Tag Archives: Policy

Community Broadband Hearing at Columbia University on Dec. 11

UPDATE: This is a Community Broadband Hearing by Columbia University, not an FCC Field Hearing. Sorry for the confusion!

Friend Bruce Lincoln, Entrepreneur in Residence at Columbia Engineering’s Center for Technology, Innovation & Community Engagement, sent us an invite for a Community Broadband Hearing taking place next Friday, December 11 at Columbia. I’m planning to attend, and suggest those of you that fill the different roles outlined below attend as well.

If you are planning on attending, leave a comment so we can find you!

It is important that members of the local community have an opportunity to participate in the National Broadband Planning process which is currently underway in Washington.

Toward that end, I invite you to participate in an FCC Field Hearing on Friday, December 11, 2009 at Columbia University in New York. The meeting will be held in Davis Auditorium from 8:45 am until noon.

The field hearing will bring together policymakers, elected officials, not-for-profit organizations, small businesses, anchor institutions, public agencies, broadband providers, foundations, community-based organizations and community leaders, academicians, and researchers. Together we will share thoughts on how collectively we can ensure all New Yorkers have access to broadband and the educational, economic and social opportunities it can provide.

I hope you will be able to attend as a representative of your organization or constituency. To fully understand the importance of broadband access from all points of view, your participation is vital. The agenda includes a “community visioning session” where you will have an opportunity to share your thoughts, ideas, and concerns with the group.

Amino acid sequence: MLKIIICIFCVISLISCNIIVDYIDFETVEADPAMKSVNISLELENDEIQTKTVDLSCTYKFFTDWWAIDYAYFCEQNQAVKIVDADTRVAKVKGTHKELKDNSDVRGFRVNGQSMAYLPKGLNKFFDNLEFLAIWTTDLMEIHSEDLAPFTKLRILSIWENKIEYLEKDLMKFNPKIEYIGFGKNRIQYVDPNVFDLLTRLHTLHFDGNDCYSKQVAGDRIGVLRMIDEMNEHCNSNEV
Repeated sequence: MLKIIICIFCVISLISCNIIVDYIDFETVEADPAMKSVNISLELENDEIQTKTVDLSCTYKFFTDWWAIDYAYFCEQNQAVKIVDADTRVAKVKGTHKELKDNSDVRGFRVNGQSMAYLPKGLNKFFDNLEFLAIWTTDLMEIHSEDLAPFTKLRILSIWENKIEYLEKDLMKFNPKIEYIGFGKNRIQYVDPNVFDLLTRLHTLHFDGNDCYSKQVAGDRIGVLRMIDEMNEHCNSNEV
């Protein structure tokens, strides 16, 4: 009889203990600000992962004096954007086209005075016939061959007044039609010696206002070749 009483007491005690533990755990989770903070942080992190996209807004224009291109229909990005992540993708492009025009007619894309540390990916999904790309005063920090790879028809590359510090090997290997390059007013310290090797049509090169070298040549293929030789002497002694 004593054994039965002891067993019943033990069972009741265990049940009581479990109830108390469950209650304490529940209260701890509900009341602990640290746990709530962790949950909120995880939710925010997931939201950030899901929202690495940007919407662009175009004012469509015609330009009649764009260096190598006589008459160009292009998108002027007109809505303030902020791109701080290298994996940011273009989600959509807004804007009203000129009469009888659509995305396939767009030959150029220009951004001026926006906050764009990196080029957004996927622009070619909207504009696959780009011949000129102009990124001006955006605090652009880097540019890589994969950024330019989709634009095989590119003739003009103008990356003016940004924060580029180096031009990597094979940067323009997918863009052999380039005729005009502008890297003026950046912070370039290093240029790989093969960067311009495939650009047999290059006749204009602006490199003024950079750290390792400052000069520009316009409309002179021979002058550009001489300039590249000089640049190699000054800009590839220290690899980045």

You can confirm your attendance via e-mail to bl2317@columbia.edu.

Agenda

Friday, December 11, 2009
Davis Auditorium, Columbia University
8 am-noon

8:00 Registration and Breakfast
8:45 Welcome (Bruce Lincoln, Columbia Engineering)
8:50 Opening Remarks (Dean, Feniosky Pena-Mora, Columbia Engineering)
9:00 “An Overview of the New York State Broadband Vision and Strategy” (Edward Reinfurt, Executive Director, New York State Foundation for Science, Technology and Innovation, NYSTAR)
9:30 “Vision of New York City’s Broadband Future” (Gale Brewer, Chair, Committee on Technology and Government, New York City Council)
9:40 Short Break
9:45 Practitioners Panel Session
10:15 Audience Q&A
10:30 Community Visioning Session
11:30 Wrap-up
12:00 Adjournment

Response to City Wireless Internet Access for New York City Parks and Other Open Spaces (DoITT RFI)

NYCwireless submitted this response to the DoITT RFI City Wireless Internet Access for New York City Parks and Other Open Spaces” (PIN: 85809RFI0045) [PDF].

Download PDF Version